Reality in such systems — systems that have openly demonstrated their willingness to torture people, lock them up for years without trial or kill them outright at the arbitrary order of the leader and his minions — is not a TV show, not a movie with well-marked ‘character arcs’ ending in triumph for the bruised but unbowed hero. It’s a dirty, ugly, degrading business, an uneven fight, pitting unarmed truth against vast, implacable, dehumanizing forces of violent domination. It is a war with many bitter defeats, both outwardly and in the souls of those caught up in it. It involves loss, destruction, humiliation, torment, ruin and doubt. There are no “heroes” in it, only human beings: some of them fighting to hang on to their humanity as best they can — and others who have surrendered their humanity to the forces of domination.
Bradley Manning doesn’t have to be a “hero.” He doesn’t have to make a stirring speech to give people a vicarious thrill for a moment before they click over to check their Facebook page or pop in another box set. He has shown clearly that he stands on the side of humanity — and now he is paying the price for it. The very fact of his case has revealed the true nature of the system arrayed against him, and against us.
If you can do better, go do it.
UPDATE: Arthur Silber has much more to say about Manning’s plight and its broader implications in a powerful new essay that, as so often, lifts the analysis of the situation to new levels of insight. You should go there and read the piece in full; mere excerpts would do it, and you, a disservice.
However, I do want to quote one passage from Silber’s piece which helps clarify something I wrote in my post above. When taking issue with those who expressed their ‘disappointment’ in Manning for his mitigation plea, for not being the ‘hero’ they craved, I noted that despite all of the torture he had endured — much of it focused on breaking him and getting to denounce others, specifically Julian Assange — he did not do so. I noted that he faced all the risks of his action, and all the unjust punishment he has received for it, alone, protecting others, taking the burden solely on himself. This, it seemed to me, matched even the most simplistic, romanticized and juvenile notion of a ‘hero’ that anyone can have. And as I was addressing people who seemed to be thinking in those terms, I used this fact to point that even by their own occluded lights, Manning could be regarded as a hero (if heroes you must have), and therefore their pique was childish, unworthy and wrong.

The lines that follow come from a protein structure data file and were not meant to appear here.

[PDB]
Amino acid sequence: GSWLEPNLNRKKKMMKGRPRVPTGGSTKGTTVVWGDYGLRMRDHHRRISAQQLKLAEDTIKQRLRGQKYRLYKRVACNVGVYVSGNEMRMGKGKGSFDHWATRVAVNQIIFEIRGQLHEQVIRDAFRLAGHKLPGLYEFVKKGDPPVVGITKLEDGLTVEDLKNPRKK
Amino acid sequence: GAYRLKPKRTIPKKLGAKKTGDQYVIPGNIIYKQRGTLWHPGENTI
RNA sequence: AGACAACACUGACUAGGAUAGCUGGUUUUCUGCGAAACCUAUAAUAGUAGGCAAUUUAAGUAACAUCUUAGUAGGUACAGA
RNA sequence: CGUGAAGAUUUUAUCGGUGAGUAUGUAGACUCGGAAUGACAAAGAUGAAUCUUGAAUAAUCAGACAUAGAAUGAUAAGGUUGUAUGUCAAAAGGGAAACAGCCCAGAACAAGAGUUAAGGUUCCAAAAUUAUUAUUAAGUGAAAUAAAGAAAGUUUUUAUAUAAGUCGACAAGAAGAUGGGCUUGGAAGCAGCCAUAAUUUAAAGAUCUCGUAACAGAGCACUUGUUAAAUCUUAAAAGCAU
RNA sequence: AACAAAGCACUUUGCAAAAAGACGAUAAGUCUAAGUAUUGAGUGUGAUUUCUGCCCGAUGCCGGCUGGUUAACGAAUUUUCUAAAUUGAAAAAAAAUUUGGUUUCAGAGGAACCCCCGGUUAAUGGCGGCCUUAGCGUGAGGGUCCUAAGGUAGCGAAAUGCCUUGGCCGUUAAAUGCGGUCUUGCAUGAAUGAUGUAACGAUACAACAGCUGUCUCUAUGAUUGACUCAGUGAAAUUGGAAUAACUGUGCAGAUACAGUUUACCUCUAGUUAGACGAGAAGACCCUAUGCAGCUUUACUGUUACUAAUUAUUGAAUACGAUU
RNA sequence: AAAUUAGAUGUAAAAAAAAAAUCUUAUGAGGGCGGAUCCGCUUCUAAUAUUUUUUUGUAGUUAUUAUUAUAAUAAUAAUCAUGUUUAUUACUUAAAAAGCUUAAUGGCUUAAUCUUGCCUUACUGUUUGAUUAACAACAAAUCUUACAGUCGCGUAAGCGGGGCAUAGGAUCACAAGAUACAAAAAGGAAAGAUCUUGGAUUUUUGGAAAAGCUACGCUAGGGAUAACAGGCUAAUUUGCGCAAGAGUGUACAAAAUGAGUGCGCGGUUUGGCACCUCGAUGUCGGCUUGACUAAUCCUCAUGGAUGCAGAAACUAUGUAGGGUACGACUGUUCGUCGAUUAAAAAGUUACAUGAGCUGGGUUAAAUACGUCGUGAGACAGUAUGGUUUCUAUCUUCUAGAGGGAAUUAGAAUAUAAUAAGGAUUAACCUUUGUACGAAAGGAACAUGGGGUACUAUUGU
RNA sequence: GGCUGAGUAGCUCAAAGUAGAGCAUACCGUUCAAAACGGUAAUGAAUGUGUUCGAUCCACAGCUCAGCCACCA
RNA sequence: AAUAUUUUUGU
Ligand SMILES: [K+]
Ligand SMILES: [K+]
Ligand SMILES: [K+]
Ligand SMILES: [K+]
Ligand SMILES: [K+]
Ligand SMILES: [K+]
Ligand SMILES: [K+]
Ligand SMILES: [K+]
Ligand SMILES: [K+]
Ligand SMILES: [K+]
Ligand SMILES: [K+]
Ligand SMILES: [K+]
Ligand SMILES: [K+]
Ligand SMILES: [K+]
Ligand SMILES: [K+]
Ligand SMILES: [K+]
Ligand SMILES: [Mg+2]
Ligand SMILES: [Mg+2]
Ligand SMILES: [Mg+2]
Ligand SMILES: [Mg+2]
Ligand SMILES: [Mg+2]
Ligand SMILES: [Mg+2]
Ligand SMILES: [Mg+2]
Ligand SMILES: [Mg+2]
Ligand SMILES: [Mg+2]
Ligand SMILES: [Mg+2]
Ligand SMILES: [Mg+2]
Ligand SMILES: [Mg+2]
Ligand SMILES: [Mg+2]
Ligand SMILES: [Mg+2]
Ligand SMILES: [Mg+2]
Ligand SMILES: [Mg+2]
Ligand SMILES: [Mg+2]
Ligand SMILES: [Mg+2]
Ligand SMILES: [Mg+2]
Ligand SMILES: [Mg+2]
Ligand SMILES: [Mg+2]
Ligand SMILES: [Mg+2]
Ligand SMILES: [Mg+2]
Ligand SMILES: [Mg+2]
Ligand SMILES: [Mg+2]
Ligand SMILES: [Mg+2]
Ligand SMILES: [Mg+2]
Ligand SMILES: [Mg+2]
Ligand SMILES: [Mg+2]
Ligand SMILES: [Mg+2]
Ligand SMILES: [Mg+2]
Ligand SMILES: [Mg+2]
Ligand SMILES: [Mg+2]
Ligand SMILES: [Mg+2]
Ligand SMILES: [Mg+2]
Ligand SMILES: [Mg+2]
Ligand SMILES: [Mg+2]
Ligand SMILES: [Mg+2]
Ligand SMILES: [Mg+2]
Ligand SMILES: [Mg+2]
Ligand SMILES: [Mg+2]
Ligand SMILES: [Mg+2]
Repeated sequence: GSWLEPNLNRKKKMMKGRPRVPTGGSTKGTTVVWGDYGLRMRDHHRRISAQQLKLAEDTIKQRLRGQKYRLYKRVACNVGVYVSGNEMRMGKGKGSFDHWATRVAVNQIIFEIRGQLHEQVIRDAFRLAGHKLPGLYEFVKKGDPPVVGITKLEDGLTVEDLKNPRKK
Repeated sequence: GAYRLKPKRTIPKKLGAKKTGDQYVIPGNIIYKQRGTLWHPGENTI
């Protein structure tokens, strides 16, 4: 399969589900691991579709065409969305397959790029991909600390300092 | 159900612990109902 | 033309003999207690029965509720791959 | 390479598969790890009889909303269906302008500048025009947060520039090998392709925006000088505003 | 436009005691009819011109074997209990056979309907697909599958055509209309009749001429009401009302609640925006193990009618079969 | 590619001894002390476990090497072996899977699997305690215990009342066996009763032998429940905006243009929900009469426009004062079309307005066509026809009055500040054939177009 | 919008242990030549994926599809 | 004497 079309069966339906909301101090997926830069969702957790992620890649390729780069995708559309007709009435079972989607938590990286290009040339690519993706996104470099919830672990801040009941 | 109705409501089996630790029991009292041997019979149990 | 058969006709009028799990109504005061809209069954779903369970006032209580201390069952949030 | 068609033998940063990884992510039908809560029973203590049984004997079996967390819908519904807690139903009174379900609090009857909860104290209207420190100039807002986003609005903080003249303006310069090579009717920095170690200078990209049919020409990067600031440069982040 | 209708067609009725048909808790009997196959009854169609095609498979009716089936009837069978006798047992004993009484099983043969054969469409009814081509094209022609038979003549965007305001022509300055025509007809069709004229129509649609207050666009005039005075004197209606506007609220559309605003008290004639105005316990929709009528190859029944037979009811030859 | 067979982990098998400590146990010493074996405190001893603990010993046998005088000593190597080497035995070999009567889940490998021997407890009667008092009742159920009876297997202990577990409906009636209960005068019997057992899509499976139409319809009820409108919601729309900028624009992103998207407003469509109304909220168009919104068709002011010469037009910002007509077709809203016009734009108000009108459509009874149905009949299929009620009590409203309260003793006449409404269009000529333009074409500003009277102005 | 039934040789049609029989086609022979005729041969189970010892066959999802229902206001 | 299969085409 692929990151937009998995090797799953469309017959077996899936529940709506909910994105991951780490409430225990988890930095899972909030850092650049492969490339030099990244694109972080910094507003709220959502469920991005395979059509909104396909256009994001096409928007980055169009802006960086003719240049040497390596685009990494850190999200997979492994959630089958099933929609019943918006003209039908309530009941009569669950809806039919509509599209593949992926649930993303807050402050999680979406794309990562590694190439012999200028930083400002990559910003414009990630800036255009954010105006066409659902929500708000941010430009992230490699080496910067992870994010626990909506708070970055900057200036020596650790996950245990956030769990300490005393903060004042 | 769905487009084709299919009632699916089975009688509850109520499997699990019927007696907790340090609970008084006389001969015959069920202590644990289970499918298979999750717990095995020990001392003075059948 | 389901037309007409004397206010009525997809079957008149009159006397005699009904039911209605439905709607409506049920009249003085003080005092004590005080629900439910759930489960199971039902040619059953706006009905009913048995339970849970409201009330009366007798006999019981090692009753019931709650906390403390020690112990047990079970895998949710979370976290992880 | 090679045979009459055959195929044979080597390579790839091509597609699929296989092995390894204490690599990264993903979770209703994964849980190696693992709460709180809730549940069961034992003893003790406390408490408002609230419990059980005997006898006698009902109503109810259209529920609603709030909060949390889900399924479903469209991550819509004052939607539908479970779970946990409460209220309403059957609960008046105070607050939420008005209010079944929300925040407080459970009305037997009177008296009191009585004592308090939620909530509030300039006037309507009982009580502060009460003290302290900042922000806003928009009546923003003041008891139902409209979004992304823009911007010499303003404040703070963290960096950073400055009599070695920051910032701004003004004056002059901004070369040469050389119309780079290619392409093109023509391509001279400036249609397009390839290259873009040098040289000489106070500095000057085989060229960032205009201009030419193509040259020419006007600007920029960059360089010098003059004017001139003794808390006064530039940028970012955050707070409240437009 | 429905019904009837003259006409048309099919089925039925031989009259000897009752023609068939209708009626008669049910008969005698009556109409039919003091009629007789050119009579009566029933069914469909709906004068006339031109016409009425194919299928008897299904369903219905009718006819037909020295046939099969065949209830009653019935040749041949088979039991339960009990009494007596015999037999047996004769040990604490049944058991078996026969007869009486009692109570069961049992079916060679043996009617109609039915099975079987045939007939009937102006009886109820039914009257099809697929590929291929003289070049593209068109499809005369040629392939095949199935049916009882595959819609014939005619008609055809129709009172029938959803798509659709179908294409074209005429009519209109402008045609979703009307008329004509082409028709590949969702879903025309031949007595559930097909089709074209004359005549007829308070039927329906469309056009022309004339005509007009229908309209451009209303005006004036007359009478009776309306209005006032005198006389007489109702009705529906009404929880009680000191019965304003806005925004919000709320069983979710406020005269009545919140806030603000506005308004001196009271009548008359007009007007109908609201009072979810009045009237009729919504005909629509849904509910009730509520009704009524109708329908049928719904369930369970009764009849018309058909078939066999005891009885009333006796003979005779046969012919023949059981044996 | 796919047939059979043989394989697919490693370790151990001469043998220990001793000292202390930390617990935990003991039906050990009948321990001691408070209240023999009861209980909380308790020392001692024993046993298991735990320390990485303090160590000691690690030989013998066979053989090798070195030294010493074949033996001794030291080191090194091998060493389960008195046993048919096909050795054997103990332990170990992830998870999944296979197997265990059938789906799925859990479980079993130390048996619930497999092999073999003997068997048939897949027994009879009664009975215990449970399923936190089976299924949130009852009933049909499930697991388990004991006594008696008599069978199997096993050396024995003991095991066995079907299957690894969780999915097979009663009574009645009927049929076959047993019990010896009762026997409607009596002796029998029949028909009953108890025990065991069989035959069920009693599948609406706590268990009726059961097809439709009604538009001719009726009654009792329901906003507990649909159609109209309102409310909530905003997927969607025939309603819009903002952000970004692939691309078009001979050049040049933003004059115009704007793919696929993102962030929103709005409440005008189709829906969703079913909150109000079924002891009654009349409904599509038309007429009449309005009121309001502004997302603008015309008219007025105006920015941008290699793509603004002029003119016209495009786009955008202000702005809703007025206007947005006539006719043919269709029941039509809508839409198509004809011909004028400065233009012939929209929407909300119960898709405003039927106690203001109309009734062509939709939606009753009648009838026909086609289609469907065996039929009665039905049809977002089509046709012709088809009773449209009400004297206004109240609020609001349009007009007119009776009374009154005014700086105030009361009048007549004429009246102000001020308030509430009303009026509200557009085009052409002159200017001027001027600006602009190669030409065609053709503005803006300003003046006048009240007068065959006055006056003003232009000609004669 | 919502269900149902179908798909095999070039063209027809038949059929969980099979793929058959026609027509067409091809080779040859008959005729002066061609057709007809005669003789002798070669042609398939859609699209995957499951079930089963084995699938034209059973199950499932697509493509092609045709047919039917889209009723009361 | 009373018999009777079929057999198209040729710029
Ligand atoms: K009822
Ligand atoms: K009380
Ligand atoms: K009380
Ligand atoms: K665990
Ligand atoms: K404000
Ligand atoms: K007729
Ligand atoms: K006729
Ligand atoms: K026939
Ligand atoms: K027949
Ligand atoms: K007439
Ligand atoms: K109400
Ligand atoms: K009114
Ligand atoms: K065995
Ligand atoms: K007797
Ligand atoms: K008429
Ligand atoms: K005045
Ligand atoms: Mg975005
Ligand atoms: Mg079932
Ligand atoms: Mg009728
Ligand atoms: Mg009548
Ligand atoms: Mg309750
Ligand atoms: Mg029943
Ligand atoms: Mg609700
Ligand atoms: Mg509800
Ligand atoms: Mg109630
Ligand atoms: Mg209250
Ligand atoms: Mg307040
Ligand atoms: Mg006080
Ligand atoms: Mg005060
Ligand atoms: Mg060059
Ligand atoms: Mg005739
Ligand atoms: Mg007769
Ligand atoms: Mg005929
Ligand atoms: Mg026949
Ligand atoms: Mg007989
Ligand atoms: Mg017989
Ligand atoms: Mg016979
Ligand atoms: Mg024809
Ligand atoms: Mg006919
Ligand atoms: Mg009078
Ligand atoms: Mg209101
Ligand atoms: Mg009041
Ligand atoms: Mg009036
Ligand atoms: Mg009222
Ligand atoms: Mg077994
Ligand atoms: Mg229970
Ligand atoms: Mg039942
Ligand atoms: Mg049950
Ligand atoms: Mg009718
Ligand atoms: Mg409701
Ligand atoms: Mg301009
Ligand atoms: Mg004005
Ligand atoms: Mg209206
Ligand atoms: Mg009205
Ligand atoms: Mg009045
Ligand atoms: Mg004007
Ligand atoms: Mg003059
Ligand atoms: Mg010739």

However, Silber goes further and makes a point about the situation that I fully share: that even if Manning had “rolled,” the onus of that act — and any consequences that followed from it — would fall entirely on those who had tortured him and put him in that brutal, inhuman position. Silber makes a searing comparison to impossible situation faced by the main character in Sophie’s Choice, who was forced by the Nazi guards in Auschwitz to decide which of her two children will be killed (with the proviso that both would be killed immediately if she didn’t make the choice). Silber writes:
When a human being is subjected to a living nightmare in this manner, when a person is forced to endure barbaric, monstrous cruelty, when the only choice is between death and death, the concept of “choice” has been destroyed. The Nazis understood very well that the destruction of this capacity to choose in any meaningful manner, the destruction of the capacity to judge, the destruction of any measurable difference between life and death themselves, is critical to the destruction of the human being, of even the possibility of being human; the concentration camps were a laboratory in which they perfected the means of achieving this end, as Hannah Arendt has so powerfully described.
I refuse to try to “explain” Manning’s statement, just as I refuse to judge it. Anything and everything Manning says, anything and everything he has said or will ever say as long as he remains in custody and in prison, constitute statements obtained through torture. As such, they are not to be credited in any manner, and they are beyond judgment. His torturers have placed Manning’s actions and statements beyond judgment.
I do not want to be misunderstood on this point. Thus far, Manning has said nothing to implicate even one other person; he has certainly not cooperated with the government in the sense of turning “State’s witness,” to build a case against Julian Assange and WikiLeaks, for example. But even if he did that, I would still refuse to judge Manning in terms of his personal character. I would view it as a terrible tragedy, especially terrible if it led to serious danger for anyone else. But I would not blame Manning himself for such an outcome. I would blame his torturers. My view would be as simple as this: Manning is being tortured, and he is trying to survive. Whatever he does is understandable, and there is nothing further to be said about it. Just as we cannot judge Sophie, we cannot judge Manning or anyone else in a similar situation.
There is much more in Silber’s piece. Do go read it as soon as you can.